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From Gerald Wiltse <>
Subject Re: Community Support for Novices
Date Fri, 08 Jan 2016 20:38:12 GMT
Sure, to that I would add that I am probably a textbook definition of a
"devops" person. I'm someone with extensive IT background, who has dabbled
in scripting and debugging apps for years to automate and solve operational
problems. Now I"m going deep into Groovy, for operational use cases. I
think it rare that a true novice would wake up one day and start coding in
Groovy. I would have never touched Groovy if it was not embedded in
Logicmonitor, an IT operations platform.

One thing I love / commend the groovy doc authors on is the examples where
they exist. This is something that almost never exists in Javadocs (if
ever).  They have been tremendous help.  Usually I only get stuck when
there are no examples in the groovydoc. I think just adding even one
example to docs that have none, would be the best use of any free time
someone has for doing documentation.

Gerald R. Wiltse

On Fri, Jan 8, 2016 at 3:23 PM, Jim Northrop <> wrote:

> Rather sounds like our docs could use a second viewpoint for those many
> peoplewho know nothing about I.T. at all, or just dipping their toe in the
> proverbial waters of hacking rather than the pros who already do this 4 a
> living. Something like a walk-thru of why would we do this? How do you waLk
> a file tree? When would a URL be needed? Whats a 'Rest' service? How do
> other languagessolve this issue and why should i usegroovy ?
> Sent from my iPad
> On 8 Jan 2016, at 20:25, Gerald Wiltse <> wrote:
> I understand, you are probably right.
> I will use this opportunity to point out what I feel is a significant
> problem in general for people in my situation (sometimes). I'm not a java
> developer, and am only trying to teach myself groovy. The problem is that
> many groovy documents and examples assume you are a Java developer trying
> to transition. Not a super huge deal, and probably unavoidable given the
> circumstances, but it's a noteworthy barrier to adoption and learning for
> the novice. I'm glad the Groovy team is working on new features, not trying
> to port endless examples and use cases from Java to Groovy, however
> unfortunately for me, many of my problems are a result of this situation.
> Gerald R. Wiltse
> On Fri, Jan 8, 2016 at 1:53 PM, Jochen Theodorou <>
> wrote:
>> but I must say, I would not classify your question as a Groovy novice
>> question. @Log just uses normal logger, if you want more, you have to set a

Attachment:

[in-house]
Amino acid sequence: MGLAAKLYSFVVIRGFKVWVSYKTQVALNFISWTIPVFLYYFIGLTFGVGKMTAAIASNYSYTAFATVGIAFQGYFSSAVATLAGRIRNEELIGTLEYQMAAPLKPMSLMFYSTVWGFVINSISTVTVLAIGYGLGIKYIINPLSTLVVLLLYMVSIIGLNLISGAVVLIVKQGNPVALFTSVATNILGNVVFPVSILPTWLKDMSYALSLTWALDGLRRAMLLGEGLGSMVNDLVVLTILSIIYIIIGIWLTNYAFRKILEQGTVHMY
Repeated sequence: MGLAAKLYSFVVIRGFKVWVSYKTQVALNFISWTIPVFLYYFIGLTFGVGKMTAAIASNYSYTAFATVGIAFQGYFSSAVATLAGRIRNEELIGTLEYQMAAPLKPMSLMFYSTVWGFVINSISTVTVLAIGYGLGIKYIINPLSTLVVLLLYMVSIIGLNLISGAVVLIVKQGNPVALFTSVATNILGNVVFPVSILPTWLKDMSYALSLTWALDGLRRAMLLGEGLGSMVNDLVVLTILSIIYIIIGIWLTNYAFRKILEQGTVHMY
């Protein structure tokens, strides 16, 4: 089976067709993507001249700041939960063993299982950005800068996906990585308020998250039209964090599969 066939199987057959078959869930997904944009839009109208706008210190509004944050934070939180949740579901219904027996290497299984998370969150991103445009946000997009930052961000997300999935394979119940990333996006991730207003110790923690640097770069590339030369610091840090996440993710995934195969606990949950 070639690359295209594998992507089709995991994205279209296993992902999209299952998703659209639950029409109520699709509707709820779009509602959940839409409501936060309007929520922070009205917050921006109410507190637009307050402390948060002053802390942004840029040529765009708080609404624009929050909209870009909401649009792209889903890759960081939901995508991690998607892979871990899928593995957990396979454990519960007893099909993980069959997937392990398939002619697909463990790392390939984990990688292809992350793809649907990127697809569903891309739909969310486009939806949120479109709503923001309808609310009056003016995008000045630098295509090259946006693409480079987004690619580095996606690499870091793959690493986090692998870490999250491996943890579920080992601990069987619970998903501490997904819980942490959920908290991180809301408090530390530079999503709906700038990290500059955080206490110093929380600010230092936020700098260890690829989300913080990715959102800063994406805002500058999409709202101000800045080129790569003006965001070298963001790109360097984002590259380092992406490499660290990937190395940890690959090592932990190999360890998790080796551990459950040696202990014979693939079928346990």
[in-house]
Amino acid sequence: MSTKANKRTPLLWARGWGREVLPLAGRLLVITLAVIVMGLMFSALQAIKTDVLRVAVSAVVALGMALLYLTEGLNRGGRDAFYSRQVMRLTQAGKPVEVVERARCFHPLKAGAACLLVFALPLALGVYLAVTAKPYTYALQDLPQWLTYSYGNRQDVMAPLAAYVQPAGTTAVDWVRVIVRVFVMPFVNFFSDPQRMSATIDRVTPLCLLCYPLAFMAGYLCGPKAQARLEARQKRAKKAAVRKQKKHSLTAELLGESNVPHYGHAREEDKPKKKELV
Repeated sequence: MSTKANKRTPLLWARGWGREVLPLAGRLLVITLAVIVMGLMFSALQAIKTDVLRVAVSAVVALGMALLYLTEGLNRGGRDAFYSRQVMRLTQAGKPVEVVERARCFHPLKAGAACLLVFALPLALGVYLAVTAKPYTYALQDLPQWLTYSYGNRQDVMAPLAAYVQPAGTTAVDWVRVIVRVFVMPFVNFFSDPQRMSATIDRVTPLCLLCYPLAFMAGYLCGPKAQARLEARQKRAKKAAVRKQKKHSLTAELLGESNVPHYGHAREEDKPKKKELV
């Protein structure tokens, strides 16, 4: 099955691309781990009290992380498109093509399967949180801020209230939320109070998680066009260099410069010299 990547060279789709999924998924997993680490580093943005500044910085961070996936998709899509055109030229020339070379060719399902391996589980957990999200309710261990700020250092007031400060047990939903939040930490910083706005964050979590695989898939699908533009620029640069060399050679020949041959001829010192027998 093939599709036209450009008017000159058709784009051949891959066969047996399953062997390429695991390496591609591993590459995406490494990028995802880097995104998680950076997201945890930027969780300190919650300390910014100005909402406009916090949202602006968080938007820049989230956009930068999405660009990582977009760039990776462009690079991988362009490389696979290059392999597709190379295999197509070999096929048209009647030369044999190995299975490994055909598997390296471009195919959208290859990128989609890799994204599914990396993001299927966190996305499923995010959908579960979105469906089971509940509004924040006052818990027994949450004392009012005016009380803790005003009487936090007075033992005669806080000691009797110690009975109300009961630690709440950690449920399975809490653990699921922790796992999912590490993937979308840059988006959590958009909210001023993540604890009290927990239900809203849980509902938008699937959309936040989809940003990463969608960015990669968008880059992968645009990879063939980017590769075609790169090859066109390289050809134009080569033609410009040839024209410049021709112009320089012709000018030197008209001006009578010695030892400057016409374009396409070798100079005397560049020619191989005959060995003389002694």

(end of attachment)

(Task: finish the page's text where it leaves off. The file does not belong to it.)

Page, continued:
>> logger that can do the things you want...  which is actually more a java
>> question then
>> Am 08.01.2016 um 19:47 schrieb Gerald Wiltse:
>>> Ok, you guys got it :)
>>> Gerald R. Wiltse
>>> <>
>>> 248-893-9110 (c)
>>> 888-248-7095 (p)
>>> 888-272-6046 (f)
>>> On Fri, Jan 8, 2016 at 1:45 PM, Jochen Theodorou <
>>> <>> wrote:
>>>     I confirm what Pascal said.$
>>>     I give you my perspective on SO:
>>>     I do try to answer as many question over at SO as possible... of the
>>>     few Tim does leave me ;) But recently I had not so much time and the
>>>     wrong setup to do these things, so I was not very active there...
>>>     and even then it is easy to oversee an question at SO for me.
>>>     bye blackdrag
>>>     Am 08.01.2016 um 16:37 schrieb Pascal Schumacher:
>>>         Hi Jerry,
>>>         I think it is perfectly fine to send novice questions to the
>>> mailing
>>>         list. There were a lot of these on the old user list at codehaus.
>>>         Cheers,
>>>         Pascal
>>>         Am 8. Januar 2016 16:02:58 MEZ, schrieb Gerald Wiltse
>>>         < <>>:
>>>              I don't feel right posting novice level questions to the
>>>         user group
>>>              because it seems it should be more for language-level
>>>         discussion.
>>>              At the same time, I'm stuck when I don't get any responses
>>> to
>>>              Groovy-related questions on StackOverflow:
>>>              Is there any novice level Groovy-Specific forum, IRC Room,
>>> or
>>>              otherwise, where such questions would be appropriate?
>>>              It's also hard because so many solutions on the internet
>>>         are for
>>>              Grails or Gradle, and as a novice who does not use those,
>>>         I'm just
>>>              not sure how many of those things translate to my use cases.
>>>              Also, FYI, Thanks to everyone who does post answers to
>>>         questions on
>>>              Stackoverflow/exchange/etc (special mention to Tim Yates,
>>> who's
>>>              posts are always amazing).
>>>              Regards,
>>>              Jerry
>>>              Gerald R. Wiltse
>>> <>
>>>         < <>>

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